On What If…

What if we acted out our belief that learning should be lifelong and that skills and concepts outlast knowledge?

The Backstory

My school uses a number of curriculum frameworks – the Middle Years Programme, the Diploma Programme, Advanced Placements and our own homegrown curriculum. One way of unifying the potentially disparate approaches is to focus on key attributes of curriculum that transcend them all. Our departmental team picked three:

AUTHENTIC – ESSENTIAL – LEARNING TO LEARN

Curriculum vision
Image of ‘Atlantis Shuttle Launchh 1988’ / NASA / Public Domain

Authentic stresses the relentless need to provide freshness and relevance. Essential captures the importance of meeting the needs of our students, whether those are the inevitable ‘exam ready’ skills, or crucial ‘future ready‘ skills. Learning to learn functions as a foundational concept, highlighting the need to develop lifelong skills in our students.

It’s this last aspect that my team has been playing with recently, re-envisioning the International Baccalaureate’s (IB) Approaches to Learning (ATL) skills as a hexagon of future ready skills, accompanied by guiding questions, and designed for specific courses. Though you should certainly build learning experiences to develop more than six ATL skills in a year, when confronted with the question, ‘Which are the most important skills for a student in my class?’ the most authentic and essential aspects of the vision emerge:

Example ATL Hexagon
Which are the most important ‘future ready’ skills for students in my class?

But, what if we went further?

What if…

Every student identified, and reflected, on the six ATL skills they felt they needed to develop that year?

 

Every teacher identified, and shared with students, the six ATLs with which they were engaging?

 

Every teacher posts the six ATLs on their classroom door, with this note: ‘Dear colleagues, if you can spare the time, please come in and help me with my journey

 

These six skills became the focus of teacher reflection in their professional discussions, both digital and analogue?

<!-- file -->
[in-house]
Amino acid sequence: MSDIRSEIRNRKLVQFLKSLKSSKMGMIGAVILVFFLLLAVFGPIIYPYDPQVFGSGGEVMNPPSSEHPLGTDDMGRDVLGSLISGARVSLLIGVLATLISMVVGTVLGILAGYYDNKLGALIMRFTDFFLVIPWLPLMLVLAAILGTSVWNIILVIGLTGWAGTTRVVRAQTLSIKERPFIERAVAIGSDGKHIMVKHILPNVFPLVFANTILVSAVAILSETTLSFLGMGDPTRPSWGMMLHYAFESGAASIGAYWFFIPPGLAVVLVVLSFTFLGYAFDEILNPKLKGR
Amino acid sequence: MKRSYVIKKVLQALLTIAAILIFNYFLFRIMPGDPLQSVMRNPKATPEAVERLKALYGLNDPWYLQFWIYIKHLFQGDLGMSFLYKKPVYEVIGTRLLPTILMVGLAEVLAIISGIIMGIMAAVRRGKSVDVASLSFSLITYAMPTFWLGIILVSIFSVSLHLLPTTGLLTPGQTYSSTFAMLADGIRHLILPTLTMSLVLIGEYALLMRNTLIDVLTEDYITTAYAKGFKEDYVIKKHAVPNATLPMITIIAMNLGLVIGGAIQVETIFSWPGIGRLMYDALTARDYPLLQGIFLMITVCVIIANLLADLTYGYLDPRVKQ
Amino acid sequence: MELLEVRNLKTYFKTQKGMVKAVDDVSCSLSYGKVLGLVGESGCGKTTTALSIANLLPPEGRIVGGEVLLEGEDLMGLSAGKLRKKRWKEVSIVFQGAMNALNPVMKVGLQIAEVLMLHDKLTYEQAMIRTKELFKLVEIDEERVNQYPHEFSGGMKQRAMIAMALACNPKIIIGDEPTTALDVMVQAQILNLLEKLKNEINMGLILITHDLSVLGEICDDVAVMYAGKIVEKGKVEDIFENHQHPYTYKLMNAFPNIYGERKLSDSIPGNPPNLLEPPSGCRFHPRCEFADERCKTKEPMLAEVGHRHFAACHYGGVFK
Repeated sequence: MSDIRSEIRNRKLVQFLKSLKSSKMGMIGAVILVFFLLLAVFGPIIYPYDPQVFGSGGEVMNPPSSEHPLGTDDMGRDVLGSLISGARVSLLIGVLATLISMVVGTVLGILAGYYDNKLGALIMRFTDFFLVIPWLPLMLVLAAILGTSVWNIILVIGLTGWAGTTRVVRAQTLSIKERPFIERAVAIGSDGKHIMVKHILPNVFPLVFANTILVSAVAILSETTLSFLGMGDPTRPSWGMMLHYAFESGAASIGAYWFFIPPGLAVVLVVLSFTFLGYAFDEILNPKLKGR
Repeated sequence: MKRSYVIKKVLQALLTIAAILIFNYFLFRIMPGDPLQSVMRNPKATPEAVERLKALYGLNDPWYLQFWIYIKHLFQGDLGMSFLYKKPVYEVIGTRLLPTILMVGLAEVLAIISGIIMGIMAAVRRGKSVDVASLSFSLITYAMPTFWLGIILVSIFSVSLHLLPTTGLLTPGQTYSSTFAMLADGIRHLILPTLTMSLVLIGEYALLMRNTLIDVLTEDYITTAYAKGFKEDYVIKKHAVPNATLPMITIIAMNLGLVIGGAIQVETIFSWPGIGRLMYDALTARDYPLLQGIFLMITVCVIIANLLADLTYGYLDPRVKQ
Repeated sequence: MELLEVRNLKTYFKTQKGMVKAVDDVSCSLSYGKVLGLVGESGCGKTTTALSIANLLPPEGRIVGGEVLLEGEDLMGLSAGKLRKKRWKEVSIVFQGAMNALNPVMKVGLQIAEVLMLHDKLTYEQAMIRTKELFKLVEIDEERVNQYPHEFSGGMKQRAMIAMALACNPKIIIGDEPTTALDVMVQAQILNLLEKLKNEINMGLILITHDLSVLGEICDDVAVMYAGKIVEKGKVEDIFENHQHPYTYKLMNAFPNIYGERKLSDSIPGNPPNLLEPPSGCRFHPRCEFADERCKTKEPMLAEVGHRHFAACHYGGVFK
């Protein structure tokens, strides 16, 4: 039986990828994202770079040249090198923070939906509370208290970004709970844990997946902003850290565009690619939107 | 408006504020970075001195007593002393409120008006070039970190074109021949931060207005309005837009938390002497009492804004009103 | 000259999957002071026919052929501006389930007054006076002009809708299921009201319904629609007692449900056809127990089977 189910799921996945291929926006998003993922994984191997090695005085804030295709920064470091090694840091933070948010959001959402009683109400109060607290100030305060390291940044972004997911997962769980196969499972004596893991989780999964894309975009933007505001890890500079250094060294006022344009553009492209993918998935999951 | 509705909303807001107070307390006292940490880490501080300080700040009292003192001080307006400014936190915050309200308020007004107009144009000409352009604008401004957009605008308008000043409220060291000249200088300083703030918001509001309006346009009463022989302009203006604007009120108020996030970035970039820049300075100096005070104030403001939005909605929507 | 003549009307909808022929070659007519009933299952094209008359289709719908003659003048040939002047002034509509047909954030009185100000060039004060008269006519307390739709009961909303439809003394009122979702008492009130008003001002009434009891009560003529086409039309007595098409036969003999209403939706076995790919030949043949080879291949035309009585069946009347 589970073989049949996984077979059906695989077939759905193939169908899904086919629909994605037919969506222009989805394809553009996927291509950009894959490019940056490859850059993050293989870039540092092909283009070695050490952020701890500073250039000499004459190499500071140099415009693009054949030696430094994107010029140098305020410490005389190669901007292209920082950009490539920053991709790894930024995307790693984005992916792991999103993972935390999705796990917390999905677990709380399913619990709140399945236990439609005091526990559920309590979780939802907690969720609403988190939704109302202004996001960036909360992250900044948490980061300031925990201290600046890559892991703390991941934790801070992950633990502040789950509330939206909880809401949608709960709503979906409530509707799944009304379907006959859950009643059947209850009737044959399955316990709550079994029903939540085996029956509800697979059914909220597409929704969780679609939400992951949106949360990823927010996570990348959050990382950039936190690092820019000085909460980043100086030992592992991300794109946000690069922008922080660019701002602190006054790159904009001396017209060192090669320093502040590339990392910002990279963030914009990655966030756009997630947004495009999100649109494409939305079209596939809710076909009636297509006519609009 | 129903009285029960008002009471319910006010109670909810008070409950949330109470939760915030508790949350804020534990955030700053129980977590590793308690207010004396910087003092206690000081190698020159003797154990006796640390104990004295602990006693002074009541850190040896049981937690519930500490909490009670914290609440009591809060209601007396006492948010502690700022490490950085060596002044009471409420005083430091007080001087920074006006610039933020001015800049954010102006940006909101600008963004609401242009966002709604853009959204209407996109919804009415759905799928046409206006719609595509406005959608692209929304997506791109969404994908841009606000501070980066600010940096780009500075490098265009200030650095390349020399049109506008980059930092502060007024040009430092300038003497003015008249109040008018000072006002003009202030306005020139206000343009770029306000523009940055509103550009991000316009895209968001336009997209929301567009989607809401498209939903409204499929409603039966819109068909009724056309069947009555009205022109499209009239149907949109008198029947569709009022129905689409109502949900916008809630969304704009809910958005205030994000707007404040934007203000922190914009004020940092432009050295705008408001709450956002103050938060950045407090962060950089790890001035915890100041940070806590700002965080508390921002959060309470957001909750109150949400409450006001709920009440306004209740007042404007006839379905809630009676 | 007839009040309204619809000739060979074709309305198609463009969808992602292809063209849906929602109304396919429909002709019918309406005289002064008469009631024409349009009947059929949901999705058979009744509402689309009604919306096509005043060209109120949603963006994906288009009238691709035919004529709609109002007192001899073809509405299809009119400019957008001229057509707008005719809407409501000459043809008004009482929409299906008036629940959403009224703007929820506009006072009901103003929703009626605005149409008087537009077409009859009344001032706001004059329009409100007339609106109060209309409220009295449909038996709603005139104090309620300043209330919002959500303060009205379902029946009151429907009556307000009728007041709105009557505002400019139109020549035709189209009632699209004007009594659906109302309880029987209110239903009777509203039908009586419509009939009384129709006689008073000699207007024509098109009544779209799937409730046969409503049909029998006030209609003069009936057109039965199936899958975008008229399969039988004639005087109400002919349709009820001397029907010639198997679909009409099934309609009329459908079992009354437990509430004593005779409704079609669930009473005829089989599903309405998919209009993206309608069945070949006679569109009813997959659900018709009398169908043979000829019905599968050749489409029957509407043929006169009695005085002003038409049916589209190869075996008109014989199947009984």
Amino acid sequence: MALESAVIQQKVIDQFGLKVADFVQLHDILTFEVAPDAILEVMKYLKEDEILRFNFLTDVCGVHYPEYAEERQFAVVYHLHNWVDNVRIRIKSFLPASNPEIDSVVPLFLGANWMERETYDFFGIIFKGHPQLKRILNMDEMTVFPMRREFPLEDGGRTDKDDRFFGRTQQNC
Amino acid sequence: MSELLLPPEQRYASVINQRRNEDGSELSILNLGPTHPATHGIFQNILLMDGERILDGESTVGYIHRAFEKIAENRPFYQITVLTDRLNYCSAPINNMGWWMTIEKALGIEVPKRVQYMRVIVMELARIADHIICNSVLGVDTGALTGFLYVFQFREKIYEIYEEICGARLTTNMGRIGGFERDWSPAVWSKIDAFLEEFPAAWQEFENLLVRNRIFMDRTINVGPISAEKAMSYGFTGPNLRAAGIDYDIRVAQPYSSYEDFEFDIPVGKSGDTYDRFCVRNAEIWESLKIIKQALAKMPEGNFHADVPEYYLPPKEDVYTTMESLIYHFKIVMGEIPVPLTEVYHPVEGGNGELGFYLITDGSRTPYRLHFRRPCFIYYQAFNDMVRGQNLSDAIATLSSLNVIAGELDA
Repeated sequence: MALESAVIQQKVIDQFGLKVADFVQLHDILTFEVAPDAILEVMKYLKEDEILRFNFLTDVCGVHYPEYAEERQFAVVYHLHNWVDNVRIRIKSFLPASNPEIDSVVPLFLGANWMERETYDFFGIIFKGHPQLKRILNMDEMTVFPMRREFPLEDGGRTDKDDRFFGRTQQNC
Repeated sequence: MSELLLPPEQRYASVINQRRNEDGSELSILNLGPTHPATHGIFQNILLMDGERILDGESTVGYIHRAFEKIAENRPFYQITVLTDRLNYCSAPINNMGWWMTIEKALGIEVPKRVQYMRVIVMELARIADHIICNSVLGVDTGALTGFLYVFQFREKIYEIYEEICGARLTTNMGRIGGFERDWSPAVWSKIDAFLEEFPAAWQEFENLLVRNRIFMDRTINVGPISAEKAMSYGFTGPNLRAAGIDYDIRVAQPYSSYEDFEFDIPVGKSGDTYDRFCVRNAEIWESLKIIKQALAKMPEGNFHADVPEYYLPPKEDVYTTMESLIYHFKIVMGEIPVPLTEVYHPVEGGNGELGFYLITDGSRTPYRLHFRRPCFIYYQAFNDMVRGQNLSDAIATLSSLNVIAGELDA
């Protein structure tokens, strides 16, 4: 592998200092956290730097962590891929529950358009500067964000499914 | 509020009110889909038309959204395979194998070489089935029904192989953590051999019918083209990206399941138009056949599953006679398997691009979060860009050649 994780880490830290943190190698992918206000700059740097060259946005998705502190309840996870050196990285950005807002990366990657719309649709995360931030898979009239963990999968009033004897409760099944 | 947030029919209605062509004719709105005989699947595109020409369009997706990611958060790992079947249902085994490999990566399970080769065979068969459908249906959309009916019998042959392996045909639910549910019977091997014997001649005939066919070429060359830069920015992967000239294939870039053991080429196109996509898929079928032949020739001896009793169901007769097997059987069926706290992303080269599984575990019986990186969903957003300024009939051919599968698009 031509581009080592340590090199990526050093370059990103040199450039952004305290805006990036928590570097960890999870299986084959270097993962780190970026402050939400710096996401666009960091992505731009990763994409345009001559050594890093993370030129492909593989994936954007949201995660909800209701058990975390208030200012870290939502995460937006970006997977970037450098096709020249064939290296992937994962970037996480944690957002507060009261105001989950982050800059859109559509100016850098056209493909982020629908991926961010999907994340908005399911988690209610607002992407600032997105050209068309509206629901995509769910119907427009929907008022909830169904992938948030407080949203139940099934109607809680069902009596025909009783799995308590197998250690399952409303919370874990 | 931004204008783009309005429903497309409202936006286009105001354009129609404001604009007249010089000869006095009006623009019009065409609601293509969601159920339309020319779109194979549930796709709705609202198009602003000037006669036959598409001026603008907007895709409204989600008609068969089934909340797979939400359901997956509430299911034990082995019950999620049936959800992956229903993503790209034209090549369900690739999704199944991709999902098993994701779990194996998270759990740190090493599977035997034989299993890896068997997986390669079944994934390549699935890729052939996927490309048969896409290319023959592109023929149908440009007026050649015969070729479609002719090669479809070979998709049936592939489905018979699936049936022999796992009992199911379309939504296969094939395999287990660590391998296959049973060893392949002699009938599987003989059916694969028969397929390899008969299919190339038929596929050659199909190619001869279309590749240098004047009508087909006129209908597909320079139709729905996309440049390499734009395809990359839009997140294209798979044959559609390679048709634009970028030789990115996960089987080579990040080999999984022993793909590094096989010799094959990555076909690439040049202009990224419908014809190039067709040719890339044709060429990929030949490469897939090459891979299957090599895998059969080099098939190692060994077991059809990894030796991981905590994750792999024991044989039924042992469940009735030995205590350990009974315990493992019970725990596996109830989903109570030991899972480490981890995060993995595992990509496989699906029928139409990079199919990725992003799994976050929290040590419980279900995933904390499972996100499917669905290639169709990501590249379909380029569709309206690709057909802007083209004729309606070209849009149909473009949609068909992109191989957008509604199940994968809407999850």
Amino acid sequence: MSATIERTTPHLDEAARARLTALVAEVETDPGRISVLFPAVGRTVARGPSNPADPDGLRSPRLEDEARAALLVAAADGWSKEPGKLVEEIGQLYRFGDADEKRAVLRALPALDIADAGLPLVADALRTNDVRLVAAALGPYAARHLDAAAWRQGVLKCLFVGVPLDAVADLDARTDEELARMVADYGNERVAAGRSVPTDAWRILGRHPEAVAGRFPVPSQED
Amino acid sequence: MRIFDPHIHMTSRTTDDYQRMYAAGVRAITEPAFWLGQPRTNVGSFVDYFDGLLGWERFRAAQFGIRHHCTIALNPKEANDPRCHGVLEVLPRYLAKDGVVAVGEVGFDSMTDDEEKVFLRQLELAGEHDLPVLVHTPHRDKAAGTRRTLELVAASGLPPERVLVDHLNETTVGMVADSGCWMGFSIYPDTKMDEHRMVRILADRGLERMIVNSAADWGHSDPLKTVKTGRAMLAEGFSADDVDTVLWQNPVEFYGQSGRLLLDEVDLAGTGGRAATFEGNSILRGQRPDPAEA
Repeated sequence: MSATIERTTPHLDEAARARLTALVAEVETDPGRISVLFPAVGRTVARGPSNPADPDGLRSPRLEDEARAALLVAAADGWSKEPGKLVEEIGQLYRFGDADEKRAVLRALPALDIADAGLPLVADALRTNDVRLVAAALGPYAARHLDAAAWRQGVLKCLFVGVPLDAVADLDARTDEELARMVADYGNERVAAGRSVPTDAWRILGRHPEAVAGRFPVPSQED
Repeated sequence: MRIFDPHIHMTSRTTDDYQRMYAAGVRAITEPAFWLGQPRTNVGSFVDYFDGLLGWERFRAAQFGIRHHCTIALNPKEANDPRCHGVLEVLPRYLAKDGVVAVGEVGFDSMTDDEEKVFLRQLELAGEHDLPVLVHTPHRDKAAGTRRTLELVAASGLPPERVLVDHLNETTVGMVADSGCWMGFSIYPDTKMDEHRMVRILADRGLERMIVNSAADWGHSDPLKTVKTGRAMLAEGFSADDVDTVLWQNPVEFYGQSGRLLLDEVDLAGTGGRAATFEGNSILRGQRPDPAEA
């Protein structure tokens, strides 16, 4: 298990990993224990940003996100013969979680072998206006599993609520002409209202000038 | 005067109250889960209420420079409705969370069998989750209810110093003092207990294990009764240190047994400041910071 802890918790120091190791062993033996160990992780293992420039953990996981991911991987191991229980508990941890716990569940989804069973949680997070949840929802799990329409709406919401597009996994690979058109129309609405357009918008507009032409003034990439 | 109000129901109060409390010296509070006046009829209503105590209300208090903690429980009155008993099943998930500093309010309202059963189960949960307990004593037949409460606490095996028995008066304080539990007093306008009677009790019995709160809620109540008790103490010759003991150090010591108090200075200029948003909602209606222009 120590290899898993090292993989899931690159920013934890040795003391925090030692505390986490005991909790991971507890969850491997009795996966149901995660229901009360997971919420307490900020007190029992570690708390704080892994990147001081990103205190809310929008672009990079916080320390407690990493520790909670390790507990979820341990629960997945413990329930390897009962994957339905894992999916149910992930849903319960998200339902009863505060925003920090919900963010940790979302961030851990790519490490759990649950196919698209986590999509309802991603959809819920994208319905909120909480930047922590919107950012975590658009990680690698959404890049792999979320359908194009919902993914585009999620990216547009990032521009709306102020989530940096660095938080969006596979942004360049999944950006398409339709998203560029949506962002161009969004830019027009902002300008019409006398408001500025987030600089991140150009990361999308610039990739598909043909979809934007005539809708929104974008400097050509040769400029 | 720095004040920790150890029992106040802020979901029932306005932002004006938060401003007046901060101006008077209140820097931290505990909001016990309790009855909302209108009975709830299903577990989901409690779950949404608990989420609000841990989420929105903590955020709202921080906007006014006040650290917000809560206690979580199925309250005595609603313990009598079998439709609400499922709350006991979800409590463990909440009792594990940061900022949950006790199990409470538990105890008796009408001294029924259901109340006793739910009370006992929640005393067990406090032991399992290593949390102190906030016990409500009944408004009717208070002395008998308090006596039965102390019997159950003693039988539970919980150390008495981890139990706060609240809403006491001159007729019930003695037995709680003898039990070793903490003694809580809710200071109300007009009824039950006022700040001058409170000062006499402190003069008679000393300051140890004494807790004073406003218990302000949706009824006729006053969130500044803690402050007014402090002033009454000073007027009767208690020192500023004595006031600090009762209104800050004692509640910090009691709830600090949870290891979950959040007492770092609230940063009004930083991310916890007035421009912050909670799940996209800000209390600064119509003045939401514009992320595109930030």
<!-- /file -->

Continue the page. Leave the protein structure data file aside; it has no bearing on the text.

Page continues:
Would we then be closer to acting out our belief that learning should be lifelong – that learning to learn is the most future ready skill of all?

At the very least, we might be just that little bit closer to curricular lift off.

Teacher ATL Hexagon vPB (1)Thoughts?

 

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On the Three and a Half Habits of Highly Effective Teachers

Habits can be a help and a hindrance. In the context of teaching, the ‘good’ and the ‘bad’ can be summarised as follows: Good habits make effective teaching and learning practice more effortless; bad habits are those effortless actions that are a drain on effective teaching and learning practice.

However, what are we doing to form good habits, and break bad ones, both in ourselves and the communities we build in our classrooms? This Forbes’ piece here and James Clear’s thoughts here and here neatly summarise popular theories on habit formation. But, I’m interested in the types of habits we should seek to form. Inspired by Stephen Covey’s 7 Habits of Highly Effective People, here’s my slightly more mundane, anecdotal Three and a Half Habits of Highly Effective Teachers.

#1) Eat Lunch with Colleagues, Everyday. You need to eat. You also need to press pause, even if it’s only for ten minutes. More importantly, eating with your colleagues is a fundamental social ritual that unites and builds community. Read this Atlantic article for some more family-centric thoughts.

#2) Be Flexibly Inflexible. Rules are rules. Except when they’re a) not and b) they have nothing to do with student learning. A highly effective teacher knows that the most flexible part of the system controls that system (think “steering wheel” and “car”); you know when to bend and when to pushback.

#3) Think Lose-Win(ish). You will always lose. Always. You cannot win and the sooner you unburden yourself of the ceaseless pressure of striving to, then you can start winning-ish. As Dylan Wiliams said, “This job you are doing is so hard that one lifetime isn’t enough to master it.” What does he mean? Your job satisfaction derives from embracing continuous improvement, so, let imperfection be your catalyst for future success.

#3 ½ ): Never Stop (exception, see rule #1). This is the meta-rule, the one rule to rule them all. Highly effective teachers are much like (most) sharks: if you stop swimming, you’ll drown. You must always be updating your practice otherwise the knowledge, understanding and skills that you are uncovering for your students will become swiftly irrelevant before you even know it.

Need this visually? See here.The Three and a Half Habits of Highly Effective Teachers Slide 1 The Three and a Half Habits of Highly Effective Teachers Slide 2 The Three and a Half Habits of Highly Effective Teachers Slide 3 The Three and a Half Habits of Highly Effective Teachers Slide 4 The Three and a Half Habits of Highly Effective Teachers Slide 5

On the Blindingly Obvious

I’m all for conceptual learning, and understand its importance in enabling students to retain the knowledge, understanding or skills that we believe we are teaching them. Back in early 2012, I re-mixed a video that captures the essence of a keynote speech made by Lynn Erickson at the 2011 IB conference in the Hague on this topic.

The trick, however, with any educational theory is putting it into practice. Last year was the first that the new Middle Years Programme (MYP) Key and Related Concepts were making the rounds in my class. Dutifully, I covered my walls in them, plastered them over assessment documents and unit overviews, and… well, I don’t know, I’m not sure it really came to life.